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Mittwoch, 1. Juli 2020


Charles Nicholas Sarka 

Charles Nicholas Sarka,Born Chicago, IL 1879,  Died New York City (?), NY 1960 



Sarka's travels as a young man produced a rich body of work. He camped along the Indian River in turn-of-the-century Florida and roamed Southern California on horseback. He journeyed to the South Seas, Hawaii, Egypt, Morocco, the Caribbean, and Europe. With a delicate touch and an unselfconscious eye, he painted a record of the natural beauty he encountered and of the people he came to know. It is through his work, from the first peripatetic years of his career, that Sarka has been best known.

Yet, for all his youthful wonderlust, Sarka spent most of his life rooted. He lived 60 years in New York City and for 50 years kept a summer camp on Canada Lake in the Adirondacks, among a small colony of artist friends. He made his living as an illustrator and muralist, but Sarka's passion was the uncommissioned paintings and drawings that he did every day, works that shimmer with vitality and sheer creative joy. In New York, he often focused on the quotidian - a neighborhood streetscape or the view from his apartment window of rooftop chimney pots. At Canada Lake, too, where nature was his focus, he was less interested in the grand majesty than in minor miracles: a patch of sunlit asters, or a rock outcropping in an autumnal wood. Over the long haul, some of Sarka's most successful works were small-scale sketches and paintings, uncluttered and intitmate.

Born in Chicago, Sarka apprenticed at age 11 in an engraving plant, sketching figures on blocks for engravers. By age 16 he was a staff artist on the Chicago Record. Sarka excelled as an artist reporter and was soon hired away by the New York Herald. In New York he met artist George "Pop" Hart, who was to be his traveling companion to Florida, Egypt and the South Seas. Between trips Sarka built his name as an illustrator for Collier's, Cosmpolitian, Harper's and other popular magazines. Sarka wed Grace Jones, sister of Haydon Jones, a well known artist reporter. They were married nearly 50 years, until his death in 1960.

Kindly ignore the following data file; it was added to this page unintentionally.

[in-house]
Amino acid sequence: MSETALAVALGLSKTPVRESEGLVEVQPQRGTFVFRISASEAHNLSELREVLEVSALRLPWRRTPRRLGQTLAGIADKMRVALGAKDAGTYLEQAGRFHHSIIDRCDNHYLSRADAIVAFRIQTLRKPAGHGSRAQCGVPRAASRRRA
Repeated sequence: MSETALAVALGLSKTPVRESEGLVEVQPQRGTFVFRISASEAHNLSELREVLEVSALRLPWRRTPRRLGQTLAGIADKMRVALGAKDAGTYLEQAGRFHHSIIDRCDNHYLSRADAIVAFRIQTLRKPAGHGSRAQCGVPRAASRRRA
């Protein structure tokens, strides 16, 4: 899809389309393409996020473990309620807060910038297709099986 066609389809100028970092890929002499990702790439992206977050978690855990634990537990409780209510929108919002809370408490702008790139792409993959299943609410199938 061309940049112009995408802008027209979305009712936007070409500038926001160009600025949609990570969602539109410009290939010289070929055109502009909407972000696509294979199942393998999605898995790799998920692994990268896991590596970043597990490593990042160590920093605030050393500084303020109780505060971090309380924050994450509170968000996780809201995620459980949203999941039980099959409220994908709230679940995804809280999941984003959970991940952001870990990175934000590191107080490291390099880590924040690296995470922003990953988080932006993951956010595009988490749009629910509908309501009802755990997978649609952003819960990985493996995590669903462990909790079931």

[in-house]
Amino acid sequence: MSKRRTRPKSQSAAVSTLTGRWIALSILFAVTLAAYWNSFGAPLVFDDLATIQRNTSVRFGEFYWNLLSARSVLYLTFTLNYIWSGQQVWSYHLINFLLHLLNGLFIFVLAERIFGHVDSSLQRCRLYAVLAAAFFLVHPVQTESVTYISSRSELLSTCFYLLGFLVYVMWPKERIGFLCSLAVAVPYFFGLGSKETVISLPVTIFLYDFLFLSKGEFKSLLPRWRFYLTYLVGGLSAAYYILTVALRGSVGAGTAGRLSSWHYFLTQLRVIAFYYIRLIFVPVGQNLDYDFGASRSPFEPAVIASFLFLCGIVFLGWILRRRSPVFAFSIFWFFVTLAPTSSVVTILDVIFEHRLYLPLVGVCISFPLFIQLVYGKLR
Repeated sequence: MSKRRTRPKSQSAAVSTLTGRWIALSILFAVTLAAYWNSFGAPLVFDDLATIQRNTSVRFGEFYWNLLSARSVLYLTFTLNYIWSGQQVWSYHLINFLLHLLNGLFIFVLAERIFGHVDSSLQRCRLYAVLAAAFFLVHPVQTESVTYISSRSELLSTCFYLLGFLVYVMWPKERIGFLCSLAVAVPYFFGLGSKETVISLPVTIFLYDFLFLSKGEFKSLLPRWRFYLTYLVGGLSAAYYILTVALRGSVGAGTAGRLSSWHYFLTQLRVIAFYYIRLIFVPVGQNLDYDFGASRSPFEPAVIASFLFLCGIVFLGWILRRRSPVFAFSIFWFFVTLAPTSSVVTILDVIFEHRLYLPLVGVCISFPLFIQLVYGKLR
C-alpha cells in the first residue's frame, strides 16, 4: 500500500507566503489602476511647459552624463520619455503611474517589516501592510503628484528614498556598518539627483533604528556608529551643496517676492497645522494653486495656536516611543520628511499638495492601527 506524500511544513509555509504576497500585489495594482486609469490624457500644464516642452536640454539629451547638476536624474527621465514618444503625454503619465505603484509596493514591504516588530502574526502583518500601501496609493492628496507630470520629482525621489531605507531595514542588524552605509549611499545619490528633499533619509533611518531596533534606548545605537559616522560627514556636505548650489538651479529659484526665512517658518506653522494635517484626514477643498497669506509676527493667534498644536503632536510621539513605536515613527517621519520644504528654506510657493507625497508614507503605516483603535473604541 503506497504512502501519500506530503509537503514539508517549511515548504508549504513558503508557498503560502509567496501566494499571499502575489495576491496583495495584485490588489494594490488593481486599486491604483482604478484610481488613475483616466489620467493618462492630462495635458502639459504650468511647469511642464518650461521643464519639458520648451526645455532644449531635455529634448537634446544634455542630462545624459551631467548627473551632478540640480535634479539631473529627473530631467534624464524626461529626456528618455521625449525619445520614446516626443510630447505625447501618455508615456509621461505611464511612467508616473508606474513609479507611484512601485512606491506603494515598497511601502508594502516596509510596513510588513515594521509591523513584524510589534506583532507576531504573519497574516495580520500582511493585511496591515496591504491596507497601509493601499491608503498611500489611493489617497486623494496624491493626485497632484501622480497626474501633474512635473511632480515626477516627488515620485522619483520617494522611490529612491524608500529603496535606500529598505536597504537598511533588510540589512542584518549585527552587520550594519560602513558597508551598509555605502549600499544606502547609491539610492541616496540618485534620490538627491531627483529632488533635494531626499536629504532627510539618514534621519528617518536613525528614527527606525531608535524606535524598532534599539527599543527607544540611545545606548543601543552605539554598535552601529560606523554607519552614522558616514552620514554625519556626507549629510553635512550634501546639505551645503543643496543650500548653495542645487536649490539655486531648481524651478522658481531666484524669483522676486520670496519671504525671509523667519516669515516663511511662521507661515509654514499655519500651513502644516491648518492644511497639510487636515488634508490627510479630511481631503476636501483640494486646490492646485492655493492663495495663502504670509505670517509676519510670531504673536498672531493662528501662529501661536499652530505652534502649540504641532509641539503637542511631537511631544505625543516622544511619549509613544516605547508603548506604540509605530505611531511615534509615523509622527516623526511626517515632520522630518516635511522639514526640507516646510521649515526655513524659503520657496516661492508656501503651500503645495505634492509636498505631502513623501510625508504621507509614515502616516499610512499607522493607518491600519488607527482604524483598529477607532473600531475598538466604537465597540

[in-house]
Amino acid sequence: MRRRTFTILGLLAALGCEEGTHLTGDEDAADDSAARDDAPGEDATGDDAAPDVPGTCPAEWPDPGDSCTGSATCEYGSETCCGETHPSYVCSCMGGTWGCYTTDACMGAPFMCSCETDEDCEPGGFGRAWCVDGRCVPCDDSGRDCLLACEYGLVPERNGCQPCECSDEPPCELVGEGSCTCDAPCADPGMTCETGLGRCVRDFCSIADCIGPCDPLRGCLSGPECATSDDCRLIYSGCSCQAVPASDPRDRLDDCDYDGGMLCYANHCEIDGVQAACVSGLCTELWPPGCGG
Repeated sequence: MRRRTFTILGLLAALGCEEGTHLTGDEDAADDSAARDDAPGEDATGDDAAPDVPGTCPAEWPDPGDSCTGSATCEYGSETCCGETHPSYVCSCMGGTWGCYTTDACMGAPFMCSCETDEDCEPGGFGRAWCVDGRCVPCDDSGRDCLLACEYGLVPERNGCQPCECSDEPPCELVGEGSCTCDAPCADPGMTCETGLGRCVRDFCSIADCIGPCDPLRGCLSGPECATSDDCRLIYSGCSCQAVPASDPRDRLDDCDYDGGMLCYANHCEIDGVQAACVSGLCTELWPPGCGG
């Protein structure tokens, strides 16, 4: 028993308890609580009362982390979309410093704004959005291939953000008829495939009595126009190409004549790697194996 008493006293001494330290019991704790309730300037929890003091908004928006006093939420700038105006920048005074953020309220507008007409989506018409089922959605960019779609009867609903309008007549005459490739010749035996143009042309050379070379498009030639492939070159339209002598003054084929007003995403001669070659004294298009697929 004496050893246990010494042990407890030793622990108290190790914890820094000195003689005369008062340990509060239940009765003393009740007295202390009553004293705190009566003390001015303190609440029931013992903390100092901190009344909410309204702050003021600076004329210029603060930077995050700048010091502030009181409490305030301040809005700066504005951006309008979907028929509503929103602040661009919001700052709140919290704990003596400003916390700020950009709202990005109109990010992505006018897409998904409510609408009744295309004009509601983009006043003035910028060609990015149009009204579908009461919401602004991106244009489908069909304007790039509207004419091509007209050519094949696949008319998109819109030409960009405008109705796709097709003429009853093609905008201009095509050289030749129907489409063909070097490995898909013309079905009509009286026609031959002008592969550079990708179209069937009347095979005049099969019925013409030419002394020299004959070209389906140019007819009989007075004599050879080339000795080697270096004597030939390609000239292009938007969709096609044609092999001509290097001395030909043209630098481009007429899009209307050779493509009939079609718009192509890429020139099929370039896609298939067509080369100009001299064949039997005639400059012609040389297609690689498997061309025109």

Works by Sarka are in the collections of the Metropolitian Museum of Art, the Whitney Museum of American Art, the Chicago Art Institute, the National Portrait Gallery and other public and private collections.


















The Hula-hula under the Bread Tree

Spearing Fish on the Reef of Tahiti

 Golden Days (Watercolor)

Incense (Watercolor)

Hawaiian Fisherman 1904

Inspiration

Sonntag, 28. Juni 2020

The Life of the Railroad Man illustrated by William Dodge Stevens


William Dodge Stevens was born September 13, 1870 in Tidioute, Pennsylvania. His father, Captain William Stone Stevens, was born in 1839 in Boston, Massachusetts.
In 1889, at the age of nineteen, William Dodge Stevens moved to Chicago to attend the Chicago Art Institute of Chicago. His two most influential art teachers were J. H. Vanderpoel and O. D. Grover. The young artist lived at the Colonial Hotel. In 1892 He completed his art studies and began to work as a staff artist in busy advertising industry of Chicago.

William Dodge Stevens illustrated Cosmopolitan, Ladies' World, McClure's Magazine, Woman's Home Companion, The Saturday Evening Post, Harper's Bazaar and Harper's Monthly.


1908

 "Hey! Hey! You there,  Dominie, Parson! ...What kind of signal is that ye're givin'me?"
                   
 "I delighted in catching and riding in the most swiftly flying cars."


 "...Became an expert at making quick couplings and flying switches."

 "I felt a life-giving relief as I fell fainting, but thankful, into the arms of the boys."

 "I watch that grimy left hand on thr throttle, for the preliminary swelling of the muscles."

 "Her engineer shouted something that we couldn't catch...Tom replied: '^Go ahead, Sonny; you're alright.'"

 "Thr lokomotives reared up like horses, the cars shoved their tenders under them in  such a way as to ...raise the bridge off its abutements; ...and then...a belated gravel train came...and plumped in on top of us."

"It wasn't  long before I had crawled under the truck,...and was making fairly good progress...in the direction of the ray of light..."



Donnerstag, 25. Juni 2020

John Gilpin illustrated by C.E. Brock

John Gilpin (18th century) was featured as the subject in a well-known comic ballad of 1782 by William Cowper, entitled The Diverting History of John Gilpin. Cowper had heard the story from his friend Lady Austen.
Gilpin was said to be a wealthy draper from Cheapside in London, who owned land at Olney, Buckinghamshire, near where Cowper lived. It is likely that he was a Mr Beyer, a linen draper of the Cheapside corner of Paternoster Row. The poem tells how Gilpin and his wife and children became separated during a journey to the Bell Inn, Edmonton, after Gilpin loses control of his horse, and is carried ten miles farther to the town of Ware.(Wikipedia)
Charles Edmund Brock (5 February 1870 – 28 February 1938) was a widely published English painter, line artist and book illustrator, who signed most of his work C. E. Brock.


 Frontispiece



 "To-morrow is our wedding day"



 "Where they did all 'get' in"

 "T'was long before the customers were suited to their mind"

  "Equipped from top to toe"


"The snorting beast began to trot"


 "At last it flew away"



"The bottles twain behind his back were shattered at a blow"


 "What news? what news? your tidings tell"
"A braying ass did sing most loud and clear"


 "Stop thief! stop thief! a highwayman!"


 "For he got first to town"